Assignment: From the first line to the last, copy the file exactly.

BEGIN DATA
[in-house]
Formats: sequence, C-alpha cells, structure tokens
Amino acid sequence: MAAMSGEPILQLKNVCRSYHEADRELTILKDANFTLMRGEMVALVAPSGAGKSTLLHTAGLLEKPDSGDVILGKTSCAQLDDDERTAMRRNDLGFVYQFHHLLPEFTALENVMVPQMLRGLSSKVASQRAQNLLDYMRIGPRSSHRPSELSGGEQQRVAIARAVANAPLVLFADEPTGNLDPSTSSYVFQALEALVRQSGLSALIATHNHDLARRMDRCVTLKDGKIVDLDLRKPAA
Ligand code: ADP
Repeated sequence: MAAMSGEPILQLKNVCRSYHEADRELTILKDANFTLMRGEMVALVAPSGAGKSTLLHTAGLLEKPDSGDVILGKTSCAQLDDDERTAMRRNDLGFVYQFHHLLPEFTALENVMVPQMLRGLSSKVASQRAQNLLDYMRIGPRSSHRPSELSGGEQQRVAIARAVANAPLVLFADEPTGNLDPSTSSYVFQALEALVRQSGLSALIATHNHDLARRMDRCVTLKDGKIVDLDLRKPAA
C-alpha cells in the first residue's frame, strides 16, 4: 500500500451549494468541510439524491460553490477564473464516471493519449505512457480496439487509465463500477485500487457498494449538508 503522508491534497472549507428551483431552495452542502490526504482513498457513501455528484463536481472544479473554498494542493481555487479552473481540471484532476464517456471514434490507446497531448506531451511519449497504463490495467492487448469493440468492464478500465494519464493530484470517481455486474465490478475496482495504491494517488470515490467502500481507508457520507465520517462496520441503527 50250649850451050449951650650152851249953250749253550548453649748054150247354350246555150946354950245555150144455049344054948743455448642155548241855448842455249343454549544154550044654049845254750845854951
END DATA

[in-house]
Formats: sequence, C-alpha cells, structure tokens
Amino acid sequence: MAAMSGEPILQLKNVCRSYHEADRELTILKDANFTLMRGEMVALVAPSGAGKSTLLHTAGLLEKPDSGDVILGKTSCAQLDDDERTAMRRNDLGFVYQFHHLLPEFTALENVMVPQMLRGLSSKVASQRAQNLLDYMRIGPRSSHRPSELSGGEQQRVAIARAVANAPLVLFADEPTGNLDPSTSSYVFQALEALVRQSGLSALIATHNHDLARRMDRCVTLKDGKIVDLDLRKPAA
Ligand code: ADP
Repeated sequence: MAAMSGEPILQLKNVCRSYHEADRELTILKDANFTLMRGEMVALVAPSGAGKSTLLHTAGLLEKPDSGDVILGKTSCAQLDDDERTAMRRNDLGFVYQFHHLLPEFTALENVMVPQMLRGLSSKVASQRAQNLLDYMRIGPRSSHRPSELSGGEQQRVAIARAVANAPLVLFADEPTGNLDPSTSSYVFQALEALVRQSGLSALIATHNHDLARRMDRCVTLKDGKIVDLDLRKPAA
C-alpha cells in the first residue's frame, strides 16, 4: 500500500451549494468541510439524491460553490477564473464516471493519449505512457480496439487509465463500477485500487457498494449538508 503522508491534497472549507428551483431552495452542502490526504482513498457513501455528484463536481472544479473554498494542493481555487479552473481540471484532476464517456471514434490507446497531448506531451511519449497504463490495467492487448469493440468492464478500465494519464493530484470517481455486474465490478475496482495504491494517488470515490467502500481507508457520507465520517462496520441503527 50250649850451050449951650650152851249953250749253550548453649748054150247354350246555150946354950245555150144455049344054948743455448642155548241855448842455249343454549544154550044654049845254750845854951